née: Ada Beatrice Queen Victoria Louise Smith
Saloon keeper/vocals
b. Alderson, W. VA, USA.
d. Feb. 1, 1984, New York (Manhattan), NY, USA.

Her red hair and cigars were her signature. She numbered Cole Porter, the Duke and Duchess of Windsor and writer F. Scott Fitzgerald among her friends. 

Her proteges included Josephine Baker, Mabel Mercer and Duke Ellington. While still a child, she once told her mother, "I want to be in the back room of a saloon." And, when Ada grew old enough, she went north to New York city and Harlem. There, she would sing and dance at such fabled clubs as 'Baron Wilkins Club' and 'Connie's Inn'. 
Composer Cole Porter once walked into the cabaret and ordered a bottle of wine. 
"Little girl, can you do the Charleston?" he asked. 
"Yes", she said. 

After she demonstrated the new dance, Cole exclaimed, "What legs! What legs!" Porter hired her on the spot to give Charleston lessons to his guests. 

He took her to Venice, Italy, where she sang and danced at private parties on his barge.
By 1926, she had opened 'Chez Bricktop' on Paris' famed Rue Pigalle, a club that would become the talk of Paris and the world. In 1939, as the Germans marched down the Champs Elysee, "Bricktop" left her beloved Paris. In 1944, with the help of American heiress Doris Duke, she opened a cafe  in Mexico City which closed a few years later. In 1949, she opened another on the Via Veneto in Rome. In 1961, she closed Bricktop's for good, and retired to New York city where she died peacefully in her sleep, at age 89.

The Panama Trio: Cora Green, Florence Mills and
Bricktop (1916)

Jack Gardner, Piano 
b. Joliet, IL, USA.
d. 1957
~by Eugene Chadbourne
The pianist born Francis Henry Gardner acquired the nickname "Jack" early on; he was also known as "Jumbo Jack" and perhaps did better with his songwriting output, particularly "Bye Bye, Pretty Baby" then all of his keyboard strokes combined. He began playing piano as a child and following his family's move to Denver became a member of several illustrious cowtown jazz bands whose audiences often arrived coated with gold dust if they were lucky, or just plain old dirt if it was an average day.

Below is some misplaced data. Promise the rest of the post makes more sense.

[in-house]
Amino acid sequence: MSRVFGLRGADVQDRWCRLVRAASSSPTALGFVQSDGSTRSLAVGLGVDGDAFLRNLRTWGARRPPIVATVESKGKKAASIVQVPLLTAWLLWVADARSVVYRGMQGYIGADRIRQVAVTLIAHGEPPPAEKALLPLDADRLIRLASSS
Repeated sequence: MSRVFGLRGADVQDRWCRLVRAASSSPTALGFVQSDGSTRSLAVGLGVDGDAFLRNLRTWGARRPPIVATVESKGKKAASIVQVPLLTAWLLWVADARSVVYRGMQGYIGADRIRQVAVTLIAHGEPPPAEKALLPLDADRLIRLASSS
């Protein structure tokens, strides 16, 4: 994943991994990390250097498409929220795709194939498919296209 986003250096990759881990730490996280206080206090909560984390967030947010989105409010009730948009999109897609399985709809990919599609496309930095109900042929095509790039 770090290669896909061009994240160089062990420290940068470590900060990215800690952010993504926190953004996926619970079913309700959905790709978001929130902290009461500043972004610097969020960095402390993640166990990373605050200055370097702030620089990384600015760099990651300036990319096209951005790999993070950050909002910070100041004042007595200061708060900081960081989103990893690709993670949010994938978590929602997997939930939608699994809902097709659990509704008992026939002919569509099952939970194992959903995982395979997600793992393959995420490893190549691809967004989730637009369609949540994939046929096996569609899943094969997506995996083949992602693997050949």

Doc Becker's Blue Devils and the Boyd Senter band were some of his early associations from a scene where the entire population was a mile high, not just the musicians. In 1923 Gardner headed for Chicago, one of several major jazz meccas where he put in time. His activies there included leading his own group, which also toured, as well as recording with the one-armed trumpeter Wingy Manone and other sideman affiliations. Like most pianists, Gardner was also tapped to back-up vocalists including a series of expeditions with the popular Gene Austin.

In the early`'30s Gardner was still basically digging Chicago, playing in a variety of groups and cutting sides in 1936 with Jimmy McPartland. One year later he shifted his location to New York City, playing in an orchestra led by violinist Sandy Williams and then spending a year with Harry James. The pianist started off the '40s back in the Windy City, busier than ever as both a solo player and accompanist. Recordings made in 1944 with the great drummer Baby Dodds are a fine swinging legacy of his talents which continued to be displayed in a stream of Chicago bands. That is, until he finally decided to try out a state that hogged quite a bit of the territory between his current home and his Colorado roots--namely, Texas. He continued to be active on the Dallas music scene until his death in the early '70s. Songwriting became more of a focus as he got older--he liked writing show tunes and worked at times with lyricist Rex Roberts.

Jack Gardner


Alyce King, vocalist.
Part of King Sisters vocal group
- Alvino Rey Orch.

"Stuff" Smith, Violin/Leader
b. Portsmouth, OH, USA, 
d. Sept. 25, 1967, Chicago, IL, USA. 
né: Hezekiah Leroy Gordon Smith.